Why your best talkers aren’t always your best customers

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Finding your best talkers helps you figure out where to put your resources to most efficiently grow your word of mouth. While loyal customers may be your biggest fans, they’re not necessarily your biggest influencers.

Here are some reasons why sometimes the people who will talk about you the most aren’t customers:

1. They work for you
2. They just met you
3. They love you, but can’t afford you

1. They work for you

Your employees can be great talkers even if they’re not on your PR team. For example, meter readers at We Energies in Wisconsin have given away cookies and cookbooks since 1928. Apparently, it’s a big deal to their customers — they run out of cookbooks to hand out every year. When’s the last time you felt warm and fuzzy about your meter reader?

2. They just met you

People don’t rave about their usual place for lunch. But, they tell everyone about the new restaurant they went to for the first time. Your most powerful advocates may be these first-time customers. At Buca di Beppo, they always ask if it’s your first visit. If it is, they’ll give you a grand tour of the place (they have some interesting stories behind their decor that you wouldn’t know otherwise). This makes for a remarkable first impression and inspires people to bring along friends who haven’t been there before.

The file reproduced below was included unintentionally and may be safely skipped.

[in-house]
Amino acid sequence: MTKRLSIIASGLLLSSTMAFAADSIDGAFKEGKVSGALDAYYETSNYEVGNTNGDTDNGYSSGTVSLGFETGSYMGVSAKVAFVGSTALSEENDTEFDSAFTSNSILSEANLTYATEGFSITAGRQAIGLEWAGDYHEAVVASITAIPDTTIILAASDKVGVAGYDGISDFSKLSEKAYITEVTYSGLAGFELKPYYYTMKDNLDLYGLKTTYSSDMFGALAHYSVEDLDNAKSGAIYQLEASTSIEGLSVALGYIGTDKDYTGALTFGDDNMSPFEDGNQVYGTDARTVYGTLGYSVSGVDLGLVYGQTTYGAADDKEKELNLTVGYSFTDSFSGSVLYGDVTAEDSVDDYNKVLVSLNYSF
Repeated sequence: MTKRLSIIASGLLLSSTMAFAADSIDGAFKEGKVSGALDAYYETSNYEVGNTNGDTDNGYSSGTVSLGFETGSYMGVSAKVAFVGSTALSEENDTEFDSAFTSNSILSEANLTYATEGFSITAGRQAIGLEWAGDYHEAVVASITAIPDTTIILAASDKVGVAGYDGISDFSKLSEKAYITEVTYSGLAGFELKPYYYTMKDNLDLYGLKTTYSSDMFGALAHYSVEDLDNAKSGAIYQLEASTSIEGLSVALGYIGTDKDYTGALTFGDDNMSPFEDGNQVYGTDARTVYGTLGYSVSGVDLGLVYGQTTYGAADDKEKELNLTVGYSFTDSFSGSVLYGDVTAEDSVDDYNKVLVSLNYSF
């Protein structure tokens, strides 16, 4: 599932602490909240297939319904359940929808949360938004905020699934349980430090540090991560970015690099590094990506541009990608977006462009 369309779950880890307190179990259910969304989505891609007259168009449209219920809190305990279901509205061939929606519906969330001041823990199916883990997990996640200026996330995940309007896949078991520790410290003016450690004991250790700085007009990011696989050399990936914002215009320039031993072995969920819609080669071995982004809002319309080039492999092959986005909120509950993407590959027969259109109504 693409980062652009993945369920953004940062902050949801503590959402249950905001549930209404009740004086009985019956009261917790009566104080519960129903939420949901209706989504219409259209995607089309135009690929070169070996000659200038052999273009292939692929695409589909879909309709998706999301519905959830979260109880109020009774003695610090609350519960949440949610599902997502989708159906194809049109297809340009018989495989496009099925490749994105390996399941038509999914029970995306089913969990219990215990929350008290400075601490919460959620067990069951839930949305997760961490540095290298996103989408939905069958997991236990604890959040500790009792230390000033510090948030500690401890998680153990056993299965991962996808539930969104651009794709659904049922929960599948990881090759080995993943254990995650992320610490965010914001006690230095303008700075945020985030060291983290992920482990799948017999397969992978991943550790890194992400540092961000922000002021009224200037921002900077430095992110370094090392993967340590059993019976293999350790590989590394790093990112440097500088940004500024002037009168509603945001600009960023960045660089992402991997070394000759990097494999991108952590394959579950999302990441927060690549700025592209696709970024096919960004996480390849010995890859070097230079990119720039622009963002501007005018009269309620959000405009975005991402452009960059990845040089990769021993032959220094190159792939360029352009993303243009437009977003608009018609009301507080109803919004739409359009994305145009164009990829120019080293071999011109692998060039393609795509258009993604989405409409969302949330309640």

3. They love you, but can’t afford you

The guy who watches Top Gear by night and drives his Corolla to work by day is an example of these kinds of fans. They’ll wear your logo, talk about you with friends, and defend your brand fiercely — but they’ll never buy your product. Make it easy for these fans to spread their love. Create a page for logos and banners to copy and paste cleanly, make a store for your gear, and give them opportunities to come together for events. Don’t assume the customer who spends the most money will be your biggest talker. Sometimes it’s fans, not buyers, who are the word of mouth drivers.

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Comments

  1. Mackenzie

    Ah, so true…and yet so overlooked. Thanks for the raw perspective.

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